Is it possible to do the challenge with a different port?

I am currently in the same situation of Arand as he described it here “How to do the challenge with a different port?

Currently, external ports 80 a and 443 are forwarded to a VM running an Apache webserver. The situation on this machine is a bit itchy and led to the creation of a new VM which I administer.
An external company which in turn administers the IT infrastructure and firewall forwarded to my VM two external ports (let’s say 8080 and 8081) that I can supposedly use for HTTP and HTTPS.

The VM I am running is a blank slate so I can run caddy and bind it to ports 80\443 of the VM.

Issue is that by default caddy, following the Let’s Encrypt procedures, tries to make the challange on external ports 80 and 443 which, in this scenario, are forwarded to the Apache VM.

I’d like to know if the situation changed from 2017 when the above post was made, if not I’d like to understand better how I could proceed.

What I have already tried

As of now I run a home server for my own personal purposes and to make an application live and running asap I made the following:

Caddyfile on my home server: {
    proxy / companyip:8080 {

Caddyfile on company VM I administer — remember, above I point to the company public IP port 8080 because that port is forwarded to port 80 on the VM, so here I listen to port 80:

    root /var/www/myapplication

Clear downside is that the application is reachable at instead of subdomain.companydomain.tld


If you can have that one machine forwarding traffic from 443 to your Caddy host instead, you’re golden - just disable the HTTP challenge with -disable-http-challenge to force LetsEncrypt to use TLS-SNI.
As suggested in the mentioned post I can’t do this as that Apache machine is kinda locked down and it seems that dialogue with its administrator is a dead end.

I am fine in using the tls directive and specifying the cert\perm files, I’ve also looked into certbot to obtain the certificates but also that tool needs port 80.

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You can change the internal ports Caddy uses to solve the challenges, but you can’t change the external ones; they have to be 80 and 443, so you either need to forward them to other ports or bind to them.

If you need Caddy to solve those challenges on ports other than 80 and 443 (but you’d still have to forward them), then you can set the http_port and https_port options: Global options (Caddyfile) — Caddy Documentation

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Thanks for the update, I hoped to be able to change the external ports on which the challange is done.

That is not possible, unfortunately. They’re hard-coded into the ACME spec. There is no way to tell the CA to use alternate ports.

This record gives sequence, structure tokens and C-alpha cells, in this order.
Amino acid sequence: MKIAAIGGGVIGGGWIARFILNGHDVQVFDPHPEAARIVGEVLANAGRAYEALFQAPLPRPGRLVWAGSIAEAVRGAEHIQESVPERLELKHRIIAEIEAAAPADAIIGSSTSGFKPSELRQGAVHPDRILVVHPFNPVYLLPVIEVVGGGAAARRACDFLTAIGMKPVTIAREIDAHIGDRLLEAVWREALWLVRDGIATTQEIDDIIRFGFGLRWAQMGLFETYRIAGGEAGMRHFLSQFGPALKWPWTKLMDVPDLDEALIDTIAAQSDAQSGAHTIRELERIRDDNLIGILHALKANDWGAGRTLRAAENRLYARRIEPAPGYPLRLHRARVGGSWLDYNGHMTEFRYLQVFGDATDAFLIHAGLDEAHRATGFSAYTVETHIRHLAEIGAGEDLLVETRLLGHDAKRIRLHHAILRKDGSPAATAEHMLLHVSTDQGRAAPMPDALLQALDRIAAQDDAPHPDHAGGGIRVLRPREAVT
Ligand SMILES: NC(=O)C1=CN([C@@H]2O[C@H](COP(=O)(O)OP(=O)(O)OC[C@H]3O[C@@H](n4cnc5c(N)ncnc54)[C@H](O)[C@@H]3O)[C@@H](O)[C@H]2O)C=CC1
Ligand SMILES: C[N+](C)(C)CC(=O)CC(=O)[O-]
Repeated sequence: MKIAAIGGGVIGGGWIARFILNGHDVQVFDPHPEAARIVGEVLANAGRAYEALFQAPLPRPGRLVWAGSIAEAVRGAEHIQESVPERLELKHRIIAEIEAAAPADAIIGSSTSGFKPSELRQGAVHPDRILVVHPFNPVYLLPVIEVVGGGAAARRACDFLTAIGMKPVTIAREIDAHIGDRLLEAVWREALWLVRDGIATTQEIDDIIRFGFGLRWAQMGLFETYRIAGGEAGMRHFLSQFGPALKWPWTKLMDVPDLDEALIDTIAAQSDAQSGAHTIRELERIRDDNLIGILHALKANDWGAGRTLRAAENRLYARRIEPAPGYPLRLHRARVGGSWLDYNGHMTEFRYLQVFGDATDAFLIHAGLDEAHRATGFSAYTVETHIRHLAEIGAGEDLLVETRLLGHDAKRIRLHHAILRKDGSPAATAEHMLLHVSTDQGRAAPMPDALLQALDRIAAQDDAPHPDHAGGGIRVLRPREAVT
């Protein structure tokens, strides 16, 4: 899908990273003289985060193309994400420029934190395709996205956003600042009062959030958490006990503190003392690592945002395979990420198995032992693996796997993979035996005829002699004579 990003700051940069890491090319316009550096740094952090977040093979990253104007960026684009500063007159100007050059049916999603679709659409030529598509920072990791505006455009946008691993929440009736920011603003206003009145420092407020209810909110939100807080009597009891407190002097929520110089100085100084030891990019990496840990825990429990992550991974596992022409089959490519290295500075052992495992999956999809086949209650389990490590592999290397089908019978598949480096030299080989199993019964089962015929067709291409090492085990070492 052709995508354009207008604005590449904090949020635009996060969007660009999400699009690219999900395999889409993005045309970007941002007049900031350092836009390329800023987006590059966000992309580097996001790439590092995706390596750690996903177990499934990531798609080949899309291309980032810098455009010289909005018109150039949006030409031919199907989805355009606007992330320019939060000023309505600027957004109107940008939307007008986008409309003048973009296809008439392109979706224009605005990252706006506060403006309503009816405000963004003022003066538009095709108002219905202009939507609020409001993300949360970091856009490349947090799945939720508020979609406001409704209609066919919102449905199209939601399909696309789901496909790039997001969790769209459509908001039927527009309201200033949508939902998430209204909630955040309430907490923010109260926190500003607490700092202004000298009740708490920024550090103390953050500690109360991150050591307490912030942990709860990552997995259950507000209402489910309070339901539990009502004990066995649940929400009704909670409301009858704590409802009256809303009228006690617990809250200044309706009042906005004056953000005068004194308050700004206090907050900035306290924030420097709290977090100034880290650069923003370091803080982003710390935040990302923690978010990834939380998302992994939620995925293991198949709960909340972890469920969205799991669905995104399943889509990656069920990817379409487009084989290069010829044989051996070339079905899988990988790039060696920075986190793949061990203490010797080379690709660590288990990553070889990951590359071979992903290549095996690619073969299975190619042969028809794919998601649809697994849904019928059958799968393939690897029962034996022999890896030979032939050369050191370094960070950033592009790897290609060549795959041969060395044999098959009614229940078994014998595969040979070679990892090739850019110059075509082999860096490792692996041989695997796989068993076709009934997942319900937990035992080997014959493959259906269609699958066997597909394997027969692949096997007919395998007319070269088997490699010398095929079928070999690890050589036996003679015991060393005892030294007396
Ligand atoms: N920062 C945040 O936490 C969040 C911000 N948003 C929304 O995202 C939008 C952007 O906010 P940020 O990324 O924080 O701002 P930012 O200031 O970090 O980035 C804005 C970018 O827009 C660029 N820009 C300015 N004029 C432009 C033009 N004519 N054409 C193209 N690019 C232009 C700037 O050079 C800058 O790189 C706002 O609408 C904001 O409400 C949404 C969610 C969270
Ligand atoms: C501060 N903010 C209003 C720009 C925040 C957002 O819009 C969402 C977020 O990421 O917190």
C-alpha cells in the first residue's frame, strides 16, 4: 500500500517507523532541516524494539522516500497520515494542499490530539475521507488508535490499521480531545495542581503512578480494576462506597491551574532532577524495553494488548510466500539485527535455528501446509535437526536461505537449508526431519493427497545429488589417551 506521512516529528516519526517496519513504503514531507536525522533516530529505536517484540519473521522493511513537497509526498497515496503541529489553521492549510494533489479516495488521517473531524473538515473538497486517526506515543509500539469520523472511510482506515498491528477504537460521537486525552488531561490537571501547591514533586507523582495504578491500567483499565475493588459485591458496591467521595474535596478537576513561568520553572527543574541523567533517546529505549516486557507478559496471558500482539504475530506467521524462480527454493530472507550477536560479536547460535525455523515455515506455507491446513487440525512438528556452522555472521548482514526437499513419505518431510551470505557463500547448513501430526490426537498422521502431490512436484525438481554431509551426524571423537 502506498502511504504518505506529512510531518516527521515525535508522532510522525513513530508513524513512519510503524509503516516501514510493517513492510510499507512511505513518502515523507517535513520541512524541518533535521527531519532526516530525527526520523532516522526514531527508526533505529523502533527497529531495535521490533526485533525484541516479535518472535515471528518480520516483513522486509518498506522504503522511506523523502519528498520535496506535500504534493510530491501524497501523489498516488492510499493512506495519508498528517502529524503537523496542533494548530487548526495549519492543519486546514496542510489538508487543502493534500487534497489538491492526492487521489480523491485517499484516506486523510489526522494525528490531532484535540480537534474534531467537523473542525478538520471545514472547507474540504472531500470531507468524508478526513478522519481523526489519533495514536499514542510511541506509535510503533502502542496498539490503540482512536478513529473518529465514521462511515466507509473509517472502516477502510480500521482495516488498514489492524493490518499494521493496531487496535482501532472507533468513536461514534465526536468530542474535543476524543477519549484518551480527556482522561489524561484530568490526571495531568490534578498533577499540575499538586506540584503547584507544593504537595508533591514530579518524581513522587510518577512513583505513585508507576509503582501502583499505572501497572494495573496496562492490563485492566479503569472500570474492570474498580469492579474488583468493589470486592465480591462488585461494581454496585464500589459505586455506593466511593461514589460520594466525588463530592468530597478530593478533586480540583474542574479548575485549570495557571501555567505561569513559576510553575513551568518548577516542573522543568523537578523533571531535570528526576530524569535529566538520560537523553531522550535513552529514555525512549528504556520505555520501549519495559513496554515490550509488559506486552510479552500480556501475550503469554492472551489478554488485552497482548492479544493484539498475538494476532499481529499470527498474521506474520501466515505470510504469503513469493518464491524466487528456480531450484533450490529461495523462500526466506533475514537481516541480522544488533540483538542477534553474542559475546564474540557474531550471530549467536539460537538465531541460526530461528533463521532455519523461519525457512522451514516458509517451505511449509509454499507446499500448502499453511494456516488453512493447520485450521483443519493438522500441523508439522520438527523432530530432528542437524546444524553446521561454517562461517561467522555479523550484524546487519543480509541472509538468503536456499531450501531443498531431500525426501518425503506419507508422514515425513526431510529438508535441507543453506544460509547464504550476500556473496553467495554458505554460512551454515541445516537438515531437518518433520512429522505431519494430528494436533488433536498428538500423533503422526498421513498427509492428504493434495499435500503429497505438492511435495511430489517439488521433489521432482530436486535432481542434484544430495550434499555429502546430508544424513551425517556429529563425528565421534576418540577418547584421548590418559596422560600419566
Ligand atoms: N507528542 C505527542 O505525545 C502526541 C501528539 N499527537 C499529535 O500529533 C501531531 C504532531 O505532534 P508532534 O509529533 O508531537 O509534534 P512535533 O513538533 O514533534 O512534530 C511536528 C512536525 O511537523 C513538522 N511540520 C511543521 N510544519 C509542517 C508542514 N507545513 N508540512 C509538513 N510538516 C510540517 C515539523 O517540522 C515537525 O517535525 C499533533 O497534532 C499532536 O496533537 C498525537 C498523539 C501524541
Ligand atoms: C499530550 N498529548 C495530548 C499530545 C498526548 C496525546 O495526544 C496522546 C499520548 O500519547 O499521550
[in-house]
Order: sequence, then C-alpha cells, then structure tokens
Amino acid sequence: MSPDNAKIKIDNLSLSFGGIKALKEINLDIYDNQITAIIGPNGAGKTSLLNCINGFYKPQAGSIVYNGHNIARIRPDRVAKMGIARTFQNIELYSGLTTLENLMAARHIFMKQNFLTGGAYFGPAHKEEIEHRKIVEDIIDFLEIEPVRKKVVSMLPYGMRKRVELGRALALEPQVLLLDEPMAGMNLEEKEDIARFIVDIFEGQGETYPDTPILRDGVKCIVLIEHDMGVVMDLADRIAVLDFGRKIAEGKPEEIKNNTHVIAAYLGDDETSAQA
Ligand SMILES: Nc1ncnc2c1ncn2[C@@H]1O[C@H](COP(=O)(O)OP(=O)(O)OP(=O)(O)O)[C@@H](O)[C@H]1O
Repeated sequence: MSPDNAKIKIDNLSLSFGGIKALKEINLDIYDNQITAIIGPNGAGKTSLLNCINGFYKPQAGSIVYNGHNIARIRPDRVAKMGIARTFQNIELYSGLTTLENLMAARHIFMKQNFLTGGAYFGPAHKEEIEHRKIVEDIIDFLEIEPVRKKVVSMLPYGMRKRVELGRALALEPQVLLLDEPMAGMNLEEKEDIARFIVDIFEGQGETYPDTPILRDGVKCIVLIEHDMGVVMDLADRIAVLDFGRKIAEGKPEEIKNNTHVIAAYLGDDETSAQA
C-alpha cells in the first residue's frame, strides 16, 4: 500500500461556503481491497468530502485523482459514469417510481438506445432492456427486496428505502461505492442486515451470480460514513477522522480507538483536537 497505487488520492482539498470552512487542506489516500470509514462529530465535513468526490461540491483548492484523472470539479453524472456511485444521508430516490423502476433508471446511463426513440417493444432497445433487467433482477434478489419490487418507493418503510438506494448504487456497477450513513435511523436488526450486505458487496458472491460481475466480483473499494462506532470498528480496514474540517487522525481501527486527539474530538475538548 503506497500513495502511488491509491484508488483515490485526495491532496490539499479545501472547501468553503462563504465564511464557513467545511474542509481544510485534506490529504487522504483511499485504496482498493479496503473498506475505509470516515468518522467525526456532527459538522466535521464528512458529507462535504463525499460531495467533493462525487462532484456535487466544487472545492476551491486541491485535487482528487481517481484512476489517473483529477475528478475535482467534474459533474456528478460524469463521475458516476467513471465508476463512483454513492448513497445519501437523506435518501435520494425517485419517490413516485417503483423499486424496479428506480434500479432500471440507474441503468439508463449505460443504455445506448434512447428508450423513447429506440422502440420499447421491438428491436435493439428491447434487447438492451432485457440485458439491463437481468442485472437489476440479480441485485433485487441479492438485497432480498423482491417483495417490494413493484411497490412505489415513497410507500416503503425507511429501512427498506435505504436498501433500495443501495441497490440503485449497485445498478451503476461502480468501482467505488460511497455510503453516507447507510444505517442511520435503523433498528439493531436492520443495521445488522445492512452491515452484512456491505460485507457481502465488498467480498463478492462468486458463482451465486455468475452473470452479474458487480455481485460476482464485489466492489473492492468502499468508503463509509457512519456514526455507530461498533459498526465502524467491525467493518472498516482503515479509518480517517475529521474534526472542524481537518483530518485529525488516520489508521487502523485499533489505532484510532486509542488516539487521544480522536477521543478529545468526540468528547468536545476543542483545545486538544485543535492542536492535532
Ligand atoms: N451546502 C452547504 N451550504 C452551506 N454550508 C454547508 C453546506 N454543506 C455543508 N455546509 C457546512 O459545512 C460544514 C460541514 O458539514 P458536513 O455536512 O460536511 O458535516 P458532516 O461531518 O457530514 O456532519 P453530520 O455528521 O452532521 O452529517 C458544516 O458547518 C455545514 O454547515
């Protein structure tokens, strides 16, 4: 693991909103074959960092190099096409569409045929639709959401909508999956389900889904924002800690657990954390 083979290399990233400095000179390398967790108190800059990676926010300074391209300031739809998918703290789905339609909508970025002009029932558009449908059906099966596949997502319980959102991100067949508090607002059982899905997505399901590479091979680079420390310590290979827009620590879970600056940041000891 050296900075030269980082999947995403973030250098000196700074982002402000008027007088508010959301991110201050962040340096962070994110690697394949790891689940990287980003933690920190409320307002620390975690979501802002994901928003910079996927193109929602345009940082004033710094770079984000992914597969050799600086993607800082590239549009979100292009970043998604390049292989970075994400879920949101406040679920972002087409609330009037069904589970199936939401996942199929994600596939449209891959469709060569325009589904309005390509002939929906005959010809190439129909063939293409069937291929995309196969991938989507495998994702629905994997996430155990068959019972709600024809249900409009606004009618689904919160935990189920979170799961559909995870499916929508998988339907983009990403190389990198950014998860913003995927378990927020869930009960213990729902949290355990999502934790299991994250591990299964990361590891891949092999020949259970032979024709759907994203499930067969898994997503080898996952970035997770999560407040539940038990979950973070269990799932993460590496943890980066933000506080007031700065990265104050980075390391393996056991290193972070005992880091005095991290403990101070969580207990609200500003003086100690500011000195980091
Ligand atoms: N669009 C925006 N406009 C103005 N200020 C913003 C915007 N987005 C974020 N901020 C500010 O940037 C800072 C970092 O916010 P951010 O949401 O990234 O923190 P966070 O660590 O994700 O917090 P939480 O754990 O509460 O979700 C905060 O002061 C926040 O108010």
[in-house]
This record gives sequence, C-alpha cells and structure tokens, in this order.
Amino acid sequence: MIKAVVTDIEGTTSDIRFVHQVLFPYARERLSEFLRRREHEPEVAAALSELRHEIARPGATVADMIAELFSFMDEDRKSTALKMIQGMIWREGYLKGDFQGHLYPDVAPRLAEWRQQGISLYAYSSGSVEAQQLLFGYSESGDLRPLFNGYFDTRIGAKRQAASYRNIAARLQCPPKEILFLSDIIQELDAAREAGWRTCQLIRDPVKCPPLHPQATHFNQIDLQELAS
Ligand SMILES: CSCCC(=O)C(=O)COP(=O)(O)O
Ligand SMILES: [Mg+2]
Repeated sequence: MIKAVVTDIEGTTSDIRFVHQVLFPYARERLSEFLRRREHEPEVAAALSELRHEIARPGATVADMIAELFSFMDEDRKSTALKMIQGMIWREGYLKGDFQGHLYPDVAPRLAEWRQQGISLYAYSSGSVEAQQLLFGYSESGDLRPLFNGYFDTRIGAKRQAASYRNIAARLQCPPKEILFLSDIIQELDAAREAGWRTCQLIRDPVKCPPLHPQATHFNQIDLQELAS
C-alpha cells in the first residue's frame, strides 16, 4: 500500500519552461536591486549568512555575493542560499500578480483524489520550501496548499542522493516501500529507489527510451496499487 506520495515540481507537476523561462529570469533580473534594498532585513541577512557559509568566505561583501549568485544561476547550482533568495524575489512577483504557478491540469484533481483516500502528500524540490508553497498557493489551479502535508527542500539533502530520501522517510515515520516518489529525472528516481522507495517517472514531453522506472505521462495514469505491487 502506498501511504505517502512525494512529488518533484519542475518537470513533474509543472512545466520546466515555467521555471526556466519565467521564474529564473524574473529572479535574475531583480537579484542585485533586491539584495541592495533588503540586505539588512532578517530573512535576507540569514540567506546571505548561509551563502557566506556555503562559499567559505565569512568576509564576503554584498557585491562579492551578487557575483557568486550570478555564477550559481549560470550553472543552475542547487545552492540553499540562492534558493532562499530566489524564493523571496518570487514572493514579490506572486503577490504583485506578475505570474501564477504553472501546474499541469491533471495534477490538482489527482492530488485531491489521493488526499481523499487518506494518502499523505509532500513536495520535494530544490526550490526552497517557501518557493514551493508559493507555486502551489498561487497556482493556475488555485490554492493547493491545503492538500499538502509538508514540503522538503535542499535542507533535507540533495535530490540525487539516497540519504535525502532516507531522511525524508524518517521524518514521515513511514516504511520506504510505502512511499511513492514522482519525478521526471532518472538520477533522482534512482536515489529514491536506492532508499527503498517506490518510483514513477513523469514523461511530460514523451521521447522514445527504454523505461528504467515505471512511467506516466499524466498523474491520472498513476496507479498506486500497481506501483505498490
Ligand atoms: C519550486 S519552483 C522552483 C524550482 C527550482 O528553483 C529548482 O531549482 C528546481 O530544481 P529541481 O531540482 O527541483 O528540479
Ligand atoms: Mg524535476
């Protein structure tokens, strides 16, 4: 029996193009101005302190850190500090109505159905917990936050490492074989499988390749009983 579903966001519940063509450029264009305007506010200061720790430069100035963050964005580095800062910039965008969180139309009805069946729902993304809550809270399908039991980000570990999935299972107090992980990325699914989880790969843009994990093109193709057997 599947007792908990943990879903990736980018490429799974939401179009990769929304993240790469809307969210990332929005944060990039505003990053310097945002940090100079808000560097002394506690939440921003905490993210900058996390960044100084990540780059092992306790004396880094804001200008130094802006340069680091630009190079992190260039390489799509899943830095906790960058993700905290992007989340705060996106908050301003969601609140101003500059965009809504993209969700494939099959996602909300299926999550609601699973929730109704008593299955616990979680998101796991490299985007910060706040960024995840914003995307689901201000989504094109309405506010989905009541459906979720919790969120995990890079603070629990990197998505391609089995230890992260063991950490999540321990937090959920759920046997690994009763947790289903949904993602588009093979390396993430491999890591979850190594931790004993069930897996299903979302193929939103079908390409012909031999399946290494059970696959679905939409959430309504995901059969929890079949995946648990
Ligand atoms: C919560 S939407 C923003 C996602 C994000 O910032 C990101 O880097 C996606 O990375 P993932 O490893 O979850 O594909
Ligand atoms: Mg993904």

You could use the DNS challenge, instead, which does not involve any connections to your server.

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My DNS provider isn’t listed in the supported DNS providers. I guess I will have a talk to the IT guys who handle the firewall.

I am bringing this thread up again, some things are not crystal clear to me regarding HTTPS.

I understand that:

  • Caddy (and Let’s Encrypt under the hood) must use ports 80\443 or DNS records to accomplish the challenge and receive a valid certificate.

  • Also Certbot, which allows to get valid certificates used Let’s Encrypt under the hood, hence the same issue on which ports ti use arise.

Nonetheless it happens to me to notice that several self-hosted applications serve their web interfaces using HTTPS on arbitrary ports, the browser doesn’t complain about unknown or untrusted certificates so I am wonder how it is accomplished.

So if the automatic caddy challenge can’t be done on alternate ports, are there other services I can use to obtain certificates to manually set in the Caddyfile?

To clarify, this is only true by default (with Caddy) i.e. with the HTTP and TLS-ALPN challenges. You can configure the DNS challenge (for most major DNS providers) which does not require any external ports on your server. (Support in v2 is coming soon)

You can serve HTTPS applications on arbitrary ports with Caddy also. The ports the applications are served on have nothing to do with the ports required for the ACME challenges.

It can be done on alternate ports (for example: JSON Config Structure - Caddy Documentation) – but you have to forward packets from the standardized external port to your alternate internal port.

You can also manage certificates yourself/manually but that is not recommended: see JSON Config Structure - Caddy Documentation or tls (Caddyfile directive) — Caddy Documentation

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